PROVIDENCE, R.I. (WPRI) — Rhode Island’s state government is still operating in the black, but the margins are getting tighter.
After years of massive budget surpluses caused by a gusher of federal money and surging tax revenue, the state is on track to finish the current 2023-24 fiscal year with a more modest surplus of $98 million when the books close next June, according to a new report issued by state budget officer Joe Codega.
That would be the smallest budget surplus since 2018-19, which was the last fiscal year before the start of the pandemic. It would also be a sharp reduction from the $410 million surplus the state ran during the 2022-23 fiscal year, which ended June 30.
The projection is based on actual spending from July through September, plus newly updated forecasts for revenue and social services, as well as money carried over from last year’s surplus.
The expected surplus would be considerably higher if not for a major projected deficit of the Department of Corrections, which is on track to overspend its budget by $14 million. The agency blames factors such as an 11% increase in the number of inmates since last year, as well as the failure of a plan to consolidate 13 housing modules at the ACI.
Rhode Island’s annual state budget currently totals about $14 billion, an increase of over $4 billion since before the pandemic, thanks to the huge inflow of federal funds tied to the pandemic and Biden administration policies, as well as rising state-level spending.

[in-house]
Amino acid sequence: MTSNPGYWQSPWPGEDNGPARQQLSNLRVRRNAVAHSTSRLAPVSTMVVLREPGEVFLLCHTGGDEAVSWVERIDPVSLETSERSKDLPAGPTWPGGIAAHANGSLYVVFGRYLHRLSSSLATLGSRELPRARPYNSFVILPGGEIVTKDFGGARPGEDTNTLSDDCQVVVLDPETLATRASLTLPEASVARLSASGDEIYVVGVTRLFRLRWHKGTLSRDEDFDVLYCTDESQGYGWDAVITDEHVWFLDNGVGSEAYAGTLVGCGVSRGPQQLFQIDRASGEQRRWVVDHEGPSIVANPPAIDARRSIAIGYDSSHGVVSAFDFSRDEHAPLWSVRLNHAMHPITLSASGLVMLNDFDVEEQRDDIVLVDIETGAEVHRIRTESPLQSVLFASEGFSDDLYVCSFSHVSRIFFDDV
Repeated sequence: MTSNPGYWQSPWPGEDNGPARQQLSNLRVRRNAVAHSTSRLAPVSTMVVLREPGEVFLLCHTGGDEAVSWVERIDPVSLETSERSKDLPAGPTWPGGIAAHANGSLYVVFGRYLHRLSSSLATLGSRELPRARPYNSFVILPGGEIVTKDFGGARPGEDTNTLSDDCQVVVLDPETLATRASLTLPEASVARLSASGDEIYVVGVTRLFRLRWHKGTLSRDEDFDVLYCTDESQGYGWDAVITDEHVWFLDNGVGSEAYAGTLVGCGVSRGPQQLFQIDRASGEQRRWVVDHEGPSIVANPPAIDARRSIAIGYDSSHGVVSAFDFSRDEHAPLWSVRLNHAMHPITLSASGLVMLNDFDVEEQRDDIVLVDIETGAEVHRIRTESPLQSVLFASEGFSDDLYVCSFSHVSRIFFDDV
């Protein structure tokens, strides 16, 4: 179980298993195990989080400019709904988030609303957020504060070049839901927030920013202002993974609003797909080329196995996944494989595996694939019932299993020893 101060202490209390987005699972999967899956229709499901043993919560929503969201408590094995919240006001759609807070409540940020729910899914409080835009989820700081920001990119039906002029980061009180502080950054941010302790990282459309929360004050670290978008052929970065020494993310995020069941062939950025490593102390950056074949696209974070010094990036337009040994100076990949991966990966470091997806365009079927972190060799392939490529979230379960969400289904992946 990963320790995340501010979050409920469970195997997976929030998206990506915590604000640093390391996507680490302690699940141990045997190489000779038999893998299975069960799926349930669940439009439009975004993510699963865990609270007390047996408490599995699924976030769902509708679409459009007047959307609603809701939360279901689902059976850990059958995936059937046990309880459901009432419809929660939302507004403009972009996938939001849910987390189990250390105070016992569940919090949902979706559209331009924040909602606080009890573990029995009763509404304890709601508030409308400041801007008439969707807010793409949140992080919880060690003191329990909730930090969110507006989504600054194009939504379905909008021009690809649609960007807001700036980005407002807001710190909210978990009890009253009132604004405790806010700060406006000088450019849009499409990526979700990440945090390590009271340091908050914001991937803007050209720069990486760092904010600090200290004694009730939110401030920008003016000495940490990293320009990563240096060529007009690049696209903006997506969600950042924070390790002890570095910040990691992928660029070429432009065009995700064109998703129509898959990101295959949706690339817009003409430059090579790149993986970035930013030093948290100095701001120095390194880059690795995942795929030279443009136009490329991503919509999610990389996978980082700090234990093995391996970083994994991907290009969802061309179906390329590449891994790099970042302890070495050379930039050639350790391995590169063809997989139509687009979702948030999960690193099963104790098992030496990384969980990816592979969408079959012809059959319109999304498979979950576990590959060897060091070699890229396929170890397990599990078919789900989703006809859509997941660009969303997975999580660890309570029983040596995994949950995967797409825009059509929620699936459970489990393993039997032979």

The new numbers come as Democratic Gov. Dan McKee and his advisers are deep in discussions about his next budget proposal, which is due in January. The rollout of his plan will kick off months of hearings by lawmakers, who usually release a final compromise budget bill in June.
In his report, Codega urged policymakers to engage in “continued fiscal discipline.” He noted previous forecasts show a potential budget gap of over $100 million for the upcoming 2024-25 fiscal year — a figure that doesn’t include “additional funding requests” such as those suggested in a recent report on Medicaid rate increases.
On the other side of the ledger, the state continues to save money due to the unusually large number of employee vacancies across government departments. The state is averaging 13,788 full-time equivalent employees this year, up from 13,494 in 2022 but still below the 2020 total of 14,205.
In addition, one of the biggest spigots of federal funding during the pandemic has now been turned off: FEMA reimbursements tied to the COVID-19 state of emergency. FEMA has covered $631 million worth of state expenses in recent years, with only $16 million still under review.
Ted Nesi (firstname.lastname@example.org) is a Target 12 investigative reporter and 12 News politics/business editor. He co-hosts Newsmakers and writes Nesi’s Notes on Saturdays. Connect with him on Threads, Twitter and Facebook.